send (someone or something) away(redirected from sending someone away)
send (someone or something) away
1. To dismiss someone or something; to cause or compel someone or something to leave. I sent the butler away when I began to suspect that he was stealing from me. Please send her away—if she wants to see me, she can set up an appointment. The government send the inspection team away, much to the chagrin of the United Nations.
2. To send someone or something off to some location. I'm sending the kids away to stay with my sister in Florida for the summer. I have to send my phone away to the manufacturer for a repair.
Farlex Dictionary of Idioms. © 2015 Farlex, Inc, all rights reserved.
send someone or something away
to cause someone, a group, or something to leave. I sent the salesman away. The store sent away all late deliveries.
send away (for something)
to order something to be brought or sent from some distance. I sent away for a new part to replace the one that was broken. I couldn't find the part locally. I had to send away for it.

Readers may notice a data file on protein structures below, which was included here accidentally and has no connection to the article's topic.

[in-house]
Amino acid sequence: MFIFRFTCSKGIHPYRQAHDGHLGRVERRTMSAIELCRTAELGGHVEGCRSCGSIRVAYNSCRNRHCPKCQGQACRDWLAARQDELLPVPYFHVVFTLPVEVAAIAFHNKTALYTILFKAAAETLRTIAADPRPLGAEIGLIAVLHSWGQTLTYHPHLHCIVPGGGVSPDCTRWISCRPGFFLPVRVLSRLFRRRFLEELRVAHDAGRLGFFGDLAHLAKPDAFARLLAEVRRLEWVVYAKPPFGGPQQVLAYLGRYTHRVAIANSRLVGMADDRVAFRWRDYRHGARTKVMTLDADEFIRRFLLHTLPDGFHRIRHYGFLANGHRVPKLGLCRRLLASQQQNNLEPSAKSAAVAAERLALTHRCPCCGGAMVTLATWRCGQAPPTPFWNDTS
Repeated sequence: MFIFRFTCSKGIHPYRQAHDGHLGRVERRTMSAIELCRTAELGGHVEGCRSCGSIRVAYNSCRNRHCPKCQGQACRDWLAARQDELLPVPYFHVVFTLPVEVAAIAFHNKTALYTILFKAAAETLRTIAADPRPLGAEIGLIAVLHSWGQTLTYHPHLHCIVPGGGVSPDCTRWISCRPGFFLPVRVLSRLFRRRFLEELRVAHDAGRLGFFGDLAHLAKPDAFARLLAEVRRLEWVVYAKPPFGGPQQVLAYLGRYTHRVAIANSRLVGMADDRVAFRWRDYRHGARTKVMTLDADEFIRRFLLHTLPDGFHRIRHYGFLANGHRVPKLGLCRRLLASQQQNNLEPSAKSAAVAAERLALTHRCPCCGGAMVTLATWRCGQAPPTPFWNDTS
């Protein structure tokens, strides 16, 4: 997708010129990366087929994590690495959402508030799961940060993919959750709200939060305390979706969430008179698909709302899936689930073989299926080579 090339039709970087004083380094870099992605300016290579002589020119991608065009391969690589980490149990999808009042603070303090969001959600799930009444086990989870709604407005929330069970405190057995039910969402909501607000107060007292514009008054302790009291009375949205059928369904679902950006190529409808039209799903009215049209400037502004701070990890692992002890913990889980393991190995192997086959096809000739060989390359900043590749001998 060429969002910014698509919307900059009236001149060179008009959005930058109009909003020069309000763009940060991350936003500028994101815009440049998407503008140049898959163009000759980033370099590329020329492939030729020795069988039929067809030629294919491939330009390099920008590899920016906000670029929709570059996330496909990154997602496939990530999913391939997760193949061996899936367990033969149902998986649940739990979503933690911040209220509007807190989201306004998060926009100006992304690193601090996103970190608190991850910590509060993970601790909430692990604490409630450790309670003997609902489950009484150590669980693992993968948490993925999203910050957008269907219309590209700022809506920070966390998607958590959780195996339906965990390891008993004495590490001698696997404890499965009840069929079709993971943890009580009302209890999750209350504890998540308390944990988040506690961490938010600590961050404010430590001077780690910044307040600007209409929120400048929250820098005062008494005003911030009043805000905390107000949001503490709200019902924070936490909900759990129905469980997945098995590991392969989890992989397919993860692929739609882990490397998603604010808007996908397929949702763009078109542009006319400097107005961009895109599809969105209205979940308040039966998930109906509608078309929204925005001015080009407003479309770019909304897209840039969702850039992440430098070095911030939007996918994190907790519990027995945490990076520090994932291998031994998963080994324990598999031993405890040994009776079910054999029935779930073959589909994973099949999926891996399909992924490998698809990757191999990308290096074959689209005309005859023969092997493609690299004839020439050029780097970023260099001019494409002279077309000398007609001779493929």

McGraw-Hill Dictionary of American Idioms and Phrasal Verbs. © 2002 by The McGraw-Hill Companies, Inc.
Also, send off.
1. Dispatch someone or something, as in We send the children away to camp every summer, or I sent off that letter last week. The first term dates from the first half of the 1500s, the variant from the late 1700s.
2. Order an item, as in I sent away for those gloves last month but they haven't arrived yet. Also see send for, def. 2.
The American Heritage® Dictionary of Idioms by Christine Ammer. Copyright © 2003, 1997 by The Christine Ammer 1992 Trust. Published by Houghton Mifflin Harcourt Publishing Company. All rights reserved.
1. To request that someone or something leave or be taken away: I became sick suddenly and had to send my guests away. Send away the servants so we can talk in private.
2. send away for To send a request for something, especially by mail: I sent away for some information on the university's graduate program.
The American Heritage® Dictionary of Phrasal Verbs. Copyright © 2005 by Houghton Mifflin Harcourt Publishing Company. Published by Houghton Mifflin Harcourt Publishing Company. All rights reserved.